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Photo: iStock

Opinion | We are data rich, let’s use it right

In India, social applications that build on data are limited only by imagination

When Meera Kumar travelled to London as a 19-year-old exchange student, she was amazed by the transport system. An app called Citymapper advised her about the fastest and cheapest method—whether bus, metro, walking, cycling or taxi—to go anywhere in London. She was able to track the bus and get to the bus stop on time, making her commute safe and efficient. She wondered why such apps did not exist in India.

She isn’t alone in recognizing the need for data-driven tracking of public transport. However, building consumer apps such as Citymapper by ensuring access to real-time data for entrepreneurs with appropriate safeguards is a significant challenge.

Social applications that build on data are limited only by imagination. This is true across sectors—cancer research, civic governance, urban planning, agriculture and more. After an outbreak of Ebola in Lagos, government agencies collaborated with mobile operators and healthcare organizations to share data on patients and contain the spread. Similarly, Ola Mobility Institute is using data from its rides to help the Telangana government cut accidents due to potholes.

India is rapidly becoming the largest data-rich democracy with data from government records (geographic and demographic data, municipal tax records), IoT sensors, citizen-generated data (location data from Uber, search data of Google). However, this treasure trove of data remains under-utilized for social impact.

The open data movement has not realized its full potential in India due to limited governmental execution capacity and lack of inter-departmental coordination. Therefore, solutions that have worked for London may not work in India. There is a silver lining—the new wave of mission-driven entrepreneurs working to ensure India’s rich data is responsibly harnessed. This task of harnessing economic and social value requires meaningful action at three levels—data holders, intermediaries and data users.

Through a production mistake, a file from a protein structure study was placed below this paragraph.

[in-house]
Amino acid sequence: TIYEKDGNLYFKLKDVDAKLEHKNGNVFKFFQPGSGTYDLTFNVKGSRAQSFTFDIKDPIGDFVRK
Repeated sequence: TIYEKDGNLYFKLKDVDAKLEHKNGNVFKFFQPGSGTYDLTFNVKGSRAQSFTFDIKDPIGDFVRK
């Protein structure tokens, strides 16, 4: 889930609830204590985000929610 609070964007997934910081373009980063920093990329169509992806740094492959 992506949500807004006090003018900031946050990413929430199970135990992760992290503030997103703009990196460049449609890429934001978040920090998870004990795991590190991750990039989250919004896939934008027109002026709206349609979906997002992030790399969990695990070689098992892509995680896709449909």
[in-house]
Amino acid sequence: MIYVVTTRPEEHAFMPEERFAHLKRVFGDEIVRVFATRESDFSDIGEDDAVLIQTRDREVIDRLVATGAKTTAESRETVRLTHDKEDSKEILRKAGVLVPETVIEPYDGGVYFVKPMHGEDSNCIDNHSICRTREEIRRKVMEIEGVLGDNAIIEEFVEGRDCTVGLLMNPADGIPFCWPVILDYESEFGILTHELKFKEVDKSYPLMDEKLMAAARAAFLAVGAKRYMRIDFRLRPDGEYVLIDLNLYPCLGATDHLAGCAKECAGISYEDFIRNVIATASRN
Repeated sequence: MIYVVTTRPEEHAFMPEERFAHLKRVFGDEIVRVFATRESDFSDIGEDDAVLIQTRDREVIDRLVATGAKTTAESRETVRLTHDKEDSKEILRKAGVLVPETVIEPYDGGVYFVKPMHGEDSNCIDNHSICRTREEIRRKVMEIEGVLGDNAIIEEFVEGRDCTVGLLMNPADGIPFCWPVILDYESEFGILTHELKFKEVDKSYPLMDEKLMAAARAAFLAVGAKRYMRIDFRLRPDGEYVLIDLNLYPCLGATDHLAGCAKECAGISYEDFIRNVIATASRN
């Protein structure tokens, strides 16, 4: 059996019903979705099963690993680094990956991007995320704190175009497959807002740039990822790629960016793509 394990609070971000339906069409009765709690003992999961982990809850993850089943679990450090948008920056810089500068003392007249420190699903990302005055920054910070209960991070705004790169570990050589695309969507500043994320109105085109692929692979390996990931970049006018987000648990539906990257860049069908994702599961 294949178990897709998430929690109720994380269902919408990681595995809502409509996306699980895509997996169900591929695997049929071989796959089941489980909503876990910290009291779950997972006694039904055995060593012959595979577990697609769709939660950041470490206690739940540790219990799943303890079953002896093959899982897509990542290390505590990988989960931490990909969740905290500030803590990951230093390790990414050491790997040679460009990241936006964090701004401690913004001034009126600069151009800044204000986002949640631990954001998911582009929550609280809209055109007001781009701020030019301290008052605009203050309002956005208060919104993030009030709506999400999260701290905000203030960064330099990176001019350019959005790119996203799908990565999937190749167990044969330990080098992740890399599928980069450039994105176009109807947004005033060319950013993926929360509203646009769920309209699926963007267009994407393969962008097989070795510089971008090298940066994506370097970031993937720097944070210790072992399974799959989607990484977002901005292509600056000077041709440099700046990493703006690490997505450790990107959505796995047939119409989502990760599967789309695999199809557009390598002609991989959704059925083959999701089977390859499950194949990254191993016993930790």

Firstly, at the level of data holders, entrepreneurs from academic institutions are leading the charge. A team at Indraprastha Institute of Information Technology, Delhi, led by Pravesh Biyani, is working with the Delhi government to make real-time GPS data from public buses available to entrepreneurs. Once complete, this will enable a host of applications for journey planning in the short run and assist city planning in the long run. NITI Aayog is working to create a National Data and Analytics platform to synthesize data from different ministries and state governments. This can enable data-driven policymaking.

Secondly, at the level of intermediaries, global solutions need to be adapted for India’s unique diversity of data formats, quality and applications. There is an industry plus academia partnership at the Indian Institute of Science. Prof. Bharadwaj Amrutur and Inder Gopal, a tech industry old-timer, are leading a team of tech and data science experts to build the backbone for smart cities, the Indian Urban Data Exchange. It works like a telephone exchange, connecting data from holders with users, and standardizing data formats for usability. Picture this: Data from movement sensors in smart cities is connected with app developers, who operate an app that shows where parking spots are available.

Thirdly, at the level of data users, entrepreneurship is gaining steam. Data feeds are used to build visualization dashboards, analytics-based optimization tools and to train artificial intelligence (AI) solutions. Social enterprise SafetiPin aims to make cities safe for women and is using data to assign safety scores for localities. Data is also used by non-profits such as Wadhwani Institute for AI to solve social challenges such as pest management in cotton-farming, and improving quality of care for tuberculosis.

India is sitting on massive social and economic opportunity that can be unleashed if data entrepreneurs at all three levels are supported with resources. There is a role for investors to fund budding data entrepreneurs; for philanthropists to provide seed grants to build intermediary backbones; and for government agencies to create a supportive policy environment. In addition, data needs to be handled with appropriate safeguards through policies and responsible business practices.

Sushant Kumar is principal at Omidyar Network India. This column is part of Mint Visionaries: Conversations on new India.

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